Ayurveda makes transatlantic entry into Las Vegas

The recently held, ‘Second International Conference on Surgery and Anaesthesia’ in Las Vegas had a unique and unlikely contributor in the form of Bangalore-based Dr Ramesh Bhat.

Published: 02nd October 2013 08:20 AM  |   Last Updated: 02nd October 2013 08:20 AM   |  A+A-

The recently held, ‘Second International Conference on Surgery and Anaesthesia’ in Las Vegas had a unique and unlikely contributor in the form of Bangalore-based Dr Ramesh Bhat.

A department head at Bangalore, India’s Sri Sri College of Ayurvedic Science and Research Hospital, Dr Bhat presented a paper on a case study employing a 5000-years old Ayurvedic surgical technique called ‘Ksharasutra’ to treat anorectal disorders.

The case was of a 48-year-old man in critical condition from repeated attacks of boils and abscesses on his leg who underwent modern surgery at three hospitals without success. The correct diagnosis of his rare condition (due to a problem in the anal region) and its treatment through the Ayurvedic technique was effective.

“It was the only presentation on Ayurvedic surgery among 48 renowned and experienced super-specialty surgeons who spoke on their work, and who were curious to know about Ksharasutra and other techniques. They felt that  there is need for more publications and research work from India on Ayurveda. This was the first time a case study using these Ayurvedic surgery methods was presented in a peer-reviewed international surgery journal“, said Dr Bhat.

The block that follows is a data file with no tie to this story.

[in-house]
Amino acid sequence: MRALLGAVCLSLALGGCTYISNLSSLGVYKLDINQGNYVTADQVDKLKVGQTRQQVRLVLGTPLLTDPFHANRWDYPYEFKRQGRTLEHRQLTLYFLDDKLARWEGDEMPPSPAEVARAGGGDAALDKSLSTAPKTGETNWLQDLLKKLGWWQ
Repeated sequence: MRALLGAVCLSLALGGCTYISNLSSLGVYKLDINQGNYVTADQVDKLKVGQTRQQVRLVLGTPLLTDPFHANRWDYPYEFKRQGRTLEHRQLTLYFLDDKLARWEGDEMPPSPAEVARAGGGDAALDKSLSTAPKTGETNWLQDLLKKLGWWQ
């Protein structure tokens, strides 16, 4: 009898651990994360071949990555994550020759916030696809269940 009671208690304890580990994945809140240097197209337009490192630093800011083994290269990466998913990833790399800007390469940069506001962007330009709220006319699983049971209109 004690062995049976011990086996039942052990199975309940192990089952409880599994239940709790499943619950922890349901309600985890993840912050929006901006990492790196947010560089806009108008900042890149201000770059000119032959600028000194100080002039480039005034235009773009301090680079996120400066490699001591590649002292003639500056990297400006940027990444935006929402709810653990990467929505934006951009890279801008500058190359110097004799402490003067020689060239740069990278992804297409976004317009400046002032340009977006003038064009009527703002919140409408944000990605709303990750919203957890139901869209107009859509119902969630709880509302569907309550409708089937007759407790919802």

Surgical treatment of anal fistula requires hospitalization, regular post-operative care, and is associated with a significant risk of recurrence.  But Ksharasutra is being practiced in India with a high success rate to treat it. The incidence of recurrence is just 3.33 percent. There are no systemic side effects, although some minor problems are observed, which rarely need medication. It is ideal for patients of advanced age who have respiratory or cardiovascular diseases, or are otherwise unfit for surgery. Moreover, postoperative tissue damage and scarring are minimal.

Throwing more light on the benefits of it, Dr Bhat said, “It can very well be practiced even in other countries  as it is proven to be more effective, patient friendly, less invasive and has a high success rate. I felt proud and very happy that ancient Indian surgical techniques were presented for the first time to experienced international surgeons who responded positively and are expecting many more such publications from Ayurveda surgeons.”

Dr Bhat has, in 10 years, successfully treated approximately 2,500 patients.

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